Foundry focuses on more mature market

Business cultivates sophisticated mood with low light, menu



Foundry head chef Trevor Vaught says restaurant recovered from recent social media issues.

RYAN LUNDBERG, Evergreen reporter

Foundry Kitchen & Cocktails, occupying a part of an old church’s building downtown, is one of the only high-end restaurants in Pullman.

Head Chef Trevor Vaught said working at Foundry is different than working at a normal restaurant.

“There is a higher expectation,” Vaught said. “That is the biggest difference.”

The large windows of the restaurant offer a bright atmosphere in the day. At night, Vaught said they turn the lights down to create a more intimate feel. The interior design is dark and modern with wood and metal highlights.

Foundry’s regular customers are mostly professors and older adults, but Vaught said they also see plenty of WSU students during big events.

Vaught said he began working for Foundry several years ago and it took time to eventually rise to his current position. The restaurant has a group management style that allows him to focus closely on his cooking.

“There is a good structure here,” Vaught said. “Everyone works their way up.”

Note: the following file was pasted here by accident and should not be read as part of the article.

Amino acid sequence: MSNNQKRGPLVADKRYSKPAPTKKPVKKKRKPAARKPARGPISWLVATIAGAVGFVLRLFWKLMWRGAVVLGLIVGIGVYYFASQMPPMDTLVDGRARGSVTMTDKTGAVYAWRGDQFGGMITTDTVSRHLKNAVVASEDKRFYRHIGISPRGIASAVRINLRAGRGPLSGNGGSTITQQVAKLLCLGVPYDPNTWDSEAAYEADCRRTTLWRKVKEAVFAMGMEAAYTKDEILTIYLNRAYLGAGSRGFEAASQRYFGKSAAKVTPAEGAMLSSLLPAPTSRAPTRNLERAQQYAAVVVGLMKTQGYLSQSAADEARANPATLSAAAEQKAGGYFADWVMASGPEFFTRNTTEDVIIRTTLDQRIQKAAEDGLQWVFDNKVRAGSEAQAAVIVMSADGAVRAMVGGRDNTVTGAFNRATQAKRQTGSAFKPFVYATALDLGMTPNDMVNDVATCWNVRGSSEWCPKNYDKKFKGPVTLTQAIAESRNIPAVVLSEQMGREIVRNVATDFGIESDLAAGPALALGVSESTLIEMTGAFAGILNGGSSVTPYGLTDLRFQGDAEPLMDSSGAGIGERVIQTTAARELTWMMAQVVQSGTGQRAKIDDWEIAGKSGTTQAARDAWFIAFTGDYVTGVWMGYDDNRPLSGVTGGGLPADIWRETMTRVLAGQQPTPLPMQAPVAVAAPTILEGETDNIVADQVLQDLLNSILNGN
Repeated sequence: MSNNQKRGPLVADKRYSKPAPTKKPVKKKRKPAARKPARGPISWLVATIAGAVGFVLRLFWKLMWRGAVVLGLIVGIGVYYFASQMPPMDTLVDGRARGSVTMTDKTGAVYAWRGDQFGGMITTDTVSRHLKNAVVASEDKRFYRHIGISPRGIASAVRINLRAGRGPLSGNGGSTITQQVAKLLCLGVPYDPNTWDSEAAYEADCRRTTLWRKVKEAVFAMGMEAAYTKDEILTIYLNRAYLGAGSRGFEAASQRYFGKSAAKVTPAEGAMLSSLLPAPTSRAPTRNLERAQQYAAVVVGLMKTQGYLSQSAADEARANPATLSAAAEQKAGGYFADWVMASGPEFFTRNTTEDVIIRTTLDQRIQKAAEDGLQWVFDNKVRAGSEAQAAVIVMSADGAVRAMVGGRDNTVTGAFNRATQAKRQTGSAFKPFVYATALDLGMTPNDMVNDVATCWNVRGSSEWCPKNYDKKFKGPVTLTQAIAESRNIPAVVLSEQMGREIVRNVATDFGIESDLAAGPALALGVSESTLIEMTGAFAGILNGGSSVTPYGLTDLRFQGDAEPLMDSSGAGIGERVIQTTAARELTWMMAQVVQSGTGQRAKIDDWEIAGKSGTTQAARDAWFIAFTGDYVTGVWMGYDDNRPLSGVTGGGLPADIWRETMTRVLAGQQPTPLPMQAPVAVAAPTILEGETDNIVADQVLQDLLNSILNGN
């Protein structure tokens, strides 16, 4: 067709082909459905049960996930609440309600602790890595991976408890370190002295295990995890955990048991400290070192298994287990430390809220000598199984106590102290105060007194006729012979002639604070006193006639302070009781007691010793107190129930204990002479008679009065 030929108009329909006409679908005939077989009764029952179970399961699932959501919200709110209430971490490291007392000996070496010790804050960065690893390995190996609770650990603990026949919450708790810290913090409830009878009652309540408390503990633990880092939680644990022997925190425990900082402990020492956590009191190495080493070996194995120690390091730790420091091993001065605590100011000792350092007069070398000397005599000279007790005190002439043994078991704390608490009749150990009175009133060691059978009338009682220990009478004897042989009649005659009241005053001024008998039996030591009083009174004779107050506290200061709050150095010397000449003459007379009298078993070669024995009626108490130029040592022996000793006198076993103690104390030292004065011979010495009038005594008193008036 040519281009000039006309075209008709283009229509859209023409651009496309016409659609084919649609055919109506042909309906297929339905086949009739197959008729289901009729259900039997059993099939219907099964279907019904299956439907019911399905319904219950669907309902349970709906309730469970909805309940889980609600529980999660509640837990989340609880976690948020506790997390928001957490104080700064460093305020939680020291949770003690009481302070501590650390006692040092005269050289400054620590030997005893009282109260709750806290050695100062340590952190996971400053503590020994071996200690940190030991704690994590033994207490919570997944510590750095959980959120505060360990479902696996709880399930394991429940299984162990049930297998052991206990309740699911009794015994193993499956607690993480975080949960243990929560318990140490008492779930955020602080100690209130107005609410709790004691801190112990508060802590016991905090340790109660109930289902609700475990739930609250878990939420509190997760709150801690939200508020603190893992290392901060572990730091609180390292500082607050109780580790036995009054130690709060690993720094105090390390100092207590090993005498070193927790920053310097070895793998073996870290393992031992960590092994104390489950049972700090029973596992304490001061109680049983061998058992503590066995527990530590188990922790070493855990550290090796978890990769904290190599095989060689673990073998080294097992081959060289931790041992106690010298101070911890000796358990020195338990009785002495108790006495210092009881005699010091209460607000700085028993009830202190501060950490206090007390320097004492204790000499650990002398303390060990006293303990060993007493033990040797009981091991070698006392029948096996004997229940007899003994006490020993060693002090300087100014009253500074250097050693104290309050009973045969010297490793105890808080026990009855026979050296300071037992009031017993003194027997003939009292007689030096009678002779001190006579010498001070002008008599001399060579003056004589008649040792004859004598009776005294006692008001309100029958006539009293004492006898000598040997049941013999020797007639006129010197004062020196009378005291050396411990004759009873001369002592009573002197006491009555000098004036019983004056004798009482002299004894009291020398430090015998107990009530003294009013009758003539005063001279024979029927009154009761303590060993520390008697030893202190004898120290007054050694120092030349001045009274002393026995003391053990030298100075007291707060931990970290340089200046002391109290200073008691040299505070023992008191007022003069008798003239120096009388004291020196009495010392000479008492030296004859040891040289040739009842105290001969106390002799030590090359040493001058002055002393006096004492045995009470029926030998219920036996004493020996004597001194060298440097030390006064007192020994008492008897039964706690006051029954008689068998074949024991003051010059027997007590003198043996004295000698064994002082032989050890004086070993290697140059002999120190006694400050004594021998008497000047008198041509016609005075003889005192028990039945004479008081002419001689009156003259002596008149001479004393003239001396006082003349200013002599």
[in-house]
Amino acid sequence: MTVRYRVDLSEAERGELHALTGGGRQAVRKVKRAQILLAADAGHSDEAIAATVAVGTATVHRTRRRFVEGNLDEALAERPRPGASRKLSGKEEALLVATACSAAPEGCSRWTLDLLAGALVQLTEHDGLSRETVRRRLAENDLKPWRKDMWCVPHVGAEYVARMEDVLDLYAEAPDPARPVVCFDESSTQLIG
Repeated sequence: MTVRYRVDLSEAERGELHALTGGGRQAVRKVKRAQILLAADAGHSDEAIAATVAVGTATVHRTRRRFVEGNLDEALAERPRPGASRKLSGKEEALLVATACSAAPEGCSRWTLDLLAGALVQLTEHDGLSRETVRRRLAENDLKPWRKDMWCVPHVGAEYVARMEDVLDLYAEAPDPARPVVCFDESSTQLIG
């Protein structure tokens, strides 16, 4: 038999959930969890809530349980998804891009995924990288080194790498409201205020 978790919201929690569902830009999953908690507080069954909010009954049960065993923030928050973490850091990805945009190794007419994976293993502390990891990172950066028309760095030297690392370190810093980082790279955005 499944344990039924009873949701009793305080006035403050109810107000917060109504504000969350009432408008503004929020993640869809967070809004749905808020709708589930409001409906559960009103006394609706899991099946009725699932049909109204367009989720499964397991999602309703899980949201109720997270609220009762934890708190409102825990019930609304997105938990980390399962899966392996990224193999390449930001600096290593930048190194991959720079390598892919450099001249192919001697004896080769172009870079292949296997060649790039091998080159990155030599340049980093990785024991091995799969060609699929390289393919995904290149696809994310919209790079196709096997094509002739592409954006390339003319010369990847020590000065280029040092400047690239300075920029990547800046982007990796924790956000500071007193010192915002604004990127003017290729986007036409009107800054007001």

The restaurant has been distant from social media lately, Vaught said. Seven months ago, Foundry lost its passwords to multiple platforms and only managed to get them back a week and a half ago.

Vaught said the restaurant was in contact with Facebook and other social media sites as soon as they had lost their information. For over half a year, Foundry could not access emails and update their customers.

“We definitely took a step back on introducing new specials,” Vaught said. “We didn’t have a way to advertise it.”

Now that the restaurant’s social media has been restored, Vaught said there will be a few new lunchtime specials coming out soon.

Vaught said Foundry is careful not to rotate out dishes too quickly. Regular customers find their favorite cocktails and meals out of the variety the bar offers. Once people find something they like, they usually stick to it.

“In seven years of cooking, that’s what I found is not only profitable,” Vaught said, “but also engaging for the back of house and the front of house.”

Vaught said Foundry’s food is made with local ingredients from Spokane and Idaho. He also believes giving back to the community is very important.

As the weather warms up, diners can explore the locally-sourced menu options on Foundry’s patio by the fire pit.

Foundry Kitchen & Cocktails is on 125 SE Spring St. and is open 11 a.m. to 9 p.m. Monday through Thursday and 11 a.m. to 10 p.m. Friday and Saturday.